The Matt Holland Column: Pure skill factor overpowers the week of rhetoric

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The Independent Online

There must be something wrong with football. Events this past week have made me really think about the game and its current state. Anyone who likes football, enjoys watching, playing and discussing its finer points, had two, if not three, extraordinary performances to dissect, detail and enthuse over. And yet all week I have read about strikes, possible re-negotiation of domestic TV rights and that a German businessman is holding our national broadcasters to ransom over the TV rights to next summer's World Cup.

There must be something wrong with football. Events this past week have made me really think about the game and its current state. Anyone who likes football, enjoys watching, playing and discussing its finer points, had two, if not three, extraordinary performances to dissect, detail and enthuse over. And yet all week I have read about strikes, possible re-negotiation of domestic TV rights and that a German businessman is holding our national broadcasters to ransom over the TV rights to next summer's World Cup.

The common denominator has been money and while I am not naïve and appreciate its importance – after all I consider myself extremely fortunate to be very well remunerated for playing a sport I love – it has started to dominate.

I cannot speak for all players but what I can do is describe the past week at Ipswich Town and what issues the players have been talking about. On Monday we had a meeting with our chairman, David Sheepshanks, in which he explained the position of the Premier League in relation to the ongoing squabble with the player's union, the PFA. There is an excellent working relationship between the players, management and chairman at the club so he did not try to bully us into not striking. Instead he calmly outlined their beliefs and why the offer of £ 10m they had made to the PFA was a good one.

On Thursday we had another meeting, this time with a PFA representative, Mick McGuire, and he explained the PFA's argument, namely that figures being quoted by the Premier League were a little erroneous and that the PFA looks after members until they die. That means a lot of 60-year-old former players needing help with medical bills and so on. After both meetings the players chatted among themselves, but not with any real interest or passion. The general feeling is that no one wants to strike and with so much money in the game, there is a point where both sides will be satisfied if they can drag themselves away from rhetoric and start to negotiate calmly.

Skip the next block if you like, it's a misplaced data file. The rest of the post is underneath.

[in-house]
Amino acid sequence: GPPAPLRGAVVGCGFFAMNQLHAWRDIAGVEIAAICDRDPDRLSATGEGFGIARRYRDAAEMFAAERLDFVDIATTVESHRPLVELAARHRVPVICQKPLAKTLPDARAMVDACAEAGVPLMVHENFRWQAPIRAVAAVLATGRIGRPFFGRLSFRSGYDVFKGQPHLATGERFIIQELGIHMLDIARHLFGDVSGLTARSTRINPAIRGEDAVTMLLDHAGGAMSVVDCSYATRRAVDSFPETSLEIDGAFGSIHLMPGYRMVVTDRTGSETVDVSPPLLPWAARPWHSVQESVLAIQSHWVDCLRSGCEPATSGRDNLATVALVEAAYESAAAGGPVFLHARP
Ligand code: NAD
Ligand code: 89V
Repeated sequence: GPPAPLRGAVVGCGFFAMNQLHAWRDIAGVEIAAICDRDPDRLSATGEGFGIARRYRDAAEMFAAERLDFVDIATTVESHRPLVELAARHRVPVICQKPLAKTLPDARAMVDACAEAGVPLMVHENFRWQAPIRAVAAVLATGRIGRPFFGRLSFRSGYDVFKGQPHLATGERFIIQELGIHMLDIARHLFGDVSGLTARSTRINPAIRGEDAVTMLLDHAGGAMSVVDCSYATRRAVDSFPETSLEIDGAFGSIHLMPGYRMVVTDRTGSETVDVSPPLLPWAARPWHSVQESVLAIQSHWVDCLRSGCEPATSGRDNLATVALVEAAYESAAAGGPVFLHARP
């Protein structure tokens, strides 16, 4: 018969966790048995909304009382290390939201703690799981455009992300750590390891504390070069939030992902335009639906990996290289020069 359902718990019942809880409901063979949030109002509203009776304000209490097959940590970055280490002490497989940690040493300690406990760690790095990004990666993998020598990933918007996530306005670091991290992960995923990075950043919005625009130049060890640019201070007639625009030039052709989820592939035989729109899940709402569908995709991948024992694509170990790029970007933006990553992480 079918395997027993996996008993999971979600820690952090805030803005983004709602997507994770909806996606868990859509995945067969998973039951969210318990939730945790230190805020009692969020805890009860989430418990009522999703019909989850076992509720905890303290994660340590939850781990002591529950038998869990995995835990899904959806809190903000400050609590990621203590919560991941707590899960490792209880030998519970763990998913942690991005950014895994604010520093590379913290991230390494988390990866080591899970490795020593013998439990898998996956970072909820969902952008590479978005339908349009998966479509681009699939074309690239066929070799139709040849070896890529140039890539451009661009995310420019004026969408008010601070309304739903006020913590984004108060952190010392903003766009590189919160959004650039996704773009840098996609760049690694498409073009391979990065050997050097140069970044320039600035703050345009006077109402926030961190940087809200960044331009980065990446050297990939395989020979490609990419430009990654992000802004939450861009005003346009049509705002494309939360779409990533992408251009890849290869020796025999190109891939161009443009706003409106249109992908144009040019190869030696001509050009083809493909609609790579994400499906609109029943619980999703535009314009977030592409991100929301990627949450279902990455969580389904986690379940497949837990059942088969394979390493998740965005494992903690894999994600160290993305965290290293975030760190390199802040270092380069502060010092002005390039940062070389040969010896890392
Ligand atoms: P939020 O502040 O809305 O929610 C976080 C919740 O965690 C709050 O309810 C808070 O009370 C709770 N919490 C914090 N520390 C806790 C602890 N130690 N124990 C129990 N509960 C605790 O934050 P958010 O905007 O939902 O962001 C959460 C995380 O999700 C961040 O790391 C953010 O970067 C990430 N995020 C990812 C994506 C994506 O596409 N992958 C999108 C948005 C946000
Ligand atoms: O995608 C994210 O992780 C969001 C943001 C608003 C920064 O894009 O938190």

However, when I walked into training on Thursday morning there was a buzz in the dressing room and on the pitch. The players couldn't stop talking and I can assure you it was not about money, TV rights or strike action. The major topic of conversation was Juan Sebastian Veron and three passes he had made in a five-minute spell of the second half against Olympiakos. I had not watched the game but after an hour at training I felt as if I had, such was the detail and enthusiasm of the descriptions from the other players. Remember: players are fans who play. Throughout training the chat moved on from Veron to David Beckham and to the way he had single-handedly scraped a draw against the Greeks and automatic qualification for the World Cup.

These were the performances that I referred to at the start of the piece and what I would expect true lovers of the game to be talking about. The players at Ipswich certainly have and the aspect that impressed us all was the timing of the performances. Both sides, England and Manchester United, desperately needed a result and they both got them primarily because of those two players.

There are many good players in this world but very few great ones because to be great, you have to dominate the big matches. Without doubt Beckham and Veron have proved to be great players.

One factor that was apparent during the England-Greece game was the need for a left-sided midfielder to give England balance. I have deliberately said left-sided rather than left-footed and although Nick Barmby has done reasonably well in a difficult situation, I believe there is one right-footed player who would transform the left flank – Kieron Dyer. He has pace, plenty of energy and is very skilful and I feel that he could develop a good understanding with the left-back, Ashley Cole. Beckham and Gary Neville are so effective on the right for two reasons: Beckham is one of the best players in the world and the uncanny understanding these two friends have developed.

I appreciate that a left-footed player would be ideal on the left but without any stand-out candidates, England have to develop a partnership between two players. Ashley Cole is wonderful when attacking and naïve about positioning or committing himself to tackles, but he is very talented and will learn. Dyer ahead of him would make England's left a real threat, if a little poor defensively, but that can be worked on.

Solving the problem left side is a real test of Sven Goran Erikkson's art as a coach. I would work hard with Dyer and Cole and weld discipline, both mental and positional, on to their undoubted skill. Of the few options available this has the most potential, although Dyer needs to get fit.

I experienced a little of the frustration that injured players have when I was rested for our Worthington Cup match against Crewe last week. After 223 consecutive matches for the club it was weird to walk around the dressing room in a suit and watch from the stands and I must apologise to the man sitting in front of me. Not being the calmest spectator, I kicked every pass and won every 50-50 tackle, and he must have the bruises on his back to prove it.

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